Filled with a rich, cultural history, secret tombs and ancient treasure rooms, it's no surprise that Egypt is known for its pyramids, tombs and temples. But outside of the usual fare a person would expect when visiting Egypt, visitors might find some interesting, out-of-the way spots in the Nile River, downtown Cairo and Sinai Desert overlooking the Gulf of Aqaba; exotic gardens, ancient marketplaces and a castle. With so many options available, you are sure to find spots to make your visit to Egypt memorable.
Overlooking the Gulf of Aqaba, visit the Castle Zaman on Taba-Nuweiba road atop Al-Borqa Mountain. It sits in the middle of the Sinai desert just over 10 feet above sea level with a view of four countries: Jordan, Israel, Saudi Arabia and Egypt. Built in an eco-friendly manner and quarried from stones in the region, the castle denotes a landmark along the ancient road that connected St. Catherine's Monastery with Jerusalem. The castle's restaurant produces traditional meals, in the "slow-food" style, which means food that normally takes one hour would takes three hours to prepare. A specially constructed gift store, the "Treasure Room" beneath the castle leads to an underground tunnel that visitors can explore. The castle provides a bar, restaurant, swimming and coral reef diving, and facilities for half- or full-day excursions to enjoy while you await your traditional meal.
You might not expect to find gardens in Egypt, but don't miss visiting the Botanic Gardens outside of Aswan on Kitchener Island, translated from Arabic to mean "Island of Plants," situated in the Nile River. Travelers can reach the island via an Egyptian sailboat, the "felucca." A guide is available to share details of the monuments that you pass on the way to the island. The island has a botanical museum, and its gardens contain exotic plants and trees imported from around the world.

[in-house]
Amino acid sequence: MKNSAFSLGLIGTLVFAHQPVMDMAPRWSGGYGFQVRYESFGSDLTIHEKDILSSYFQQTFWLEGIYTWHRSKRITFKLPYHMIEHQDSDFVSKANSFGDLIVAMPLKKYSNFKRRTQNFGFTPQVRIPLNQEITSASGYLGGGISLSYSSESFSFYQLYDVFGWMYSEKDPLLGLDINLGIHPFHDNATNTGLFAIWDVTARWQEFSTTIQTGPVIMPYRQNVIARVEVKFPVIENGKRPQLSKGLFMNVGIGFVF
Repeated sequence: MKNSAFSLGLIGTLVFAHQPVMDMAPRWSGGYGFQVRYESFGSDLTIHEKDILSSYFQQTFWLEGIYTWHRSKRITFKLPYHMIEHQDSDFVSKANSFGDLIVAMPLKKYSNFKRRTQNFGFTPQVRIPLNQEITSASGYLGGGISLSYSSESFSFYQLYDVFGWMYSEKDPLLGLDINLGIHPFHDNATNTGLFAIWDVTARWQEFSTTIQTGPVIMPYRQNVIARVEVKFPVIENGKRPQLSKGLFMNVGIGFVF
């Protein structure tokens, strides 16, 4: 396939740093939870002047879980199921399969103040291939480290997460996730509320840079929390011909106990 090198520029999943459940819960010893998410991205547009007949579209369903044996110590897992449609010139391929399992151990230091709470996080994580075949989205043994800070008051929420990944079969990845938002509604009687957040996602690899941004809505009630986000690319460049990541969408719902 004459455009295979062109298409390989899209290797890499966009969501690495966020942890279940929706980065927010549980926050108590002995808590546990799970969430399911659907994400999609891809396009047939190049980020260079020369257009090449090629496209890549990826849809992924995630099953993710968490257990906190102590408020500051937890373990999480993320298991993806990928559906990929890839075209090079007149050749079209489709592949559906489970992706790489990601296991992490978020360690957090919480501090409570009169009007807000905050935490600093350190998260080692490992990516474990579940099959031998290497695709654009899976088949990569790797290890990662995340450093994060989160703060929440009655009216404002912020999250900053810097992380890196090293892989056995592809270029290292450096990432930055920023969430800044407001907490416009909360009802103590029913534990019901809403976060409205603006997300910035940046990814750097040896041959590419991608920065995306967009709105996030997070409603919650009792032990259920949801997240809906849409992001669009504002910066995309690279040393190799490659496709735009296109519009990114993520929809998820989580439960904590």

Dating back to the 17th century, Shari Khayyamiya is one of the oldest "thoroughfares" in Cairo, translated as the "Street of the Tentmakers." The colorful bazaar is lined with large tent pavilions made in the traditional style of Egyptian tents using appliquéd cloth patterns on the inside "ceilings" of the tents. At first glance, the Street of the Tentmakers appears bland from the outside, as each of the many tent stalls are sculpted into the stone walls lining the street and are gray or white to match the walls. Tourists can purchase handcrafted wall hangings, scarves, bedspreads, shawls, cushion covers and more. The Street of the Tentmakers is the only covered market left in Cairo.
One story suggests that Elephantine Island is named for its resemblance to a herd of Elephants basking alongside the river's edge. Situated in the Nile River, Elephantine Island is one of the largest islands in Aswan. Standing at the ancient border between Nubia and Egypt, it provided a defensible position and a cargo transport site for river trade. In front of the Aswan Museum at river's edge, take note of the "Nilometer," used for measuring river clarity and height during the annual flooding season. View ancient artifacts unearthed in the area at the Aswan Museum. The island is also dotted with many temple ruins for touring. Visit the picturesque houses in the Nubian villages, which contain artistic carvings and paintings.
The tallest structure in the surrounding area for close to 50 years, Egypt's Cairo Tower is made of granite and its latticework design evokes that of a lotus plant in the style used for the pharaohs. It is the fourth largest tower in the world and tourists can use the lift to ascend to the top. Telescopes afford many stunning views of the city, especially at night with the city lit up. A revolving restaurant and cafe atop the tower is available for a special dining experience. The tower recently underwent a restoration project in time for its April 2011 anniversary.
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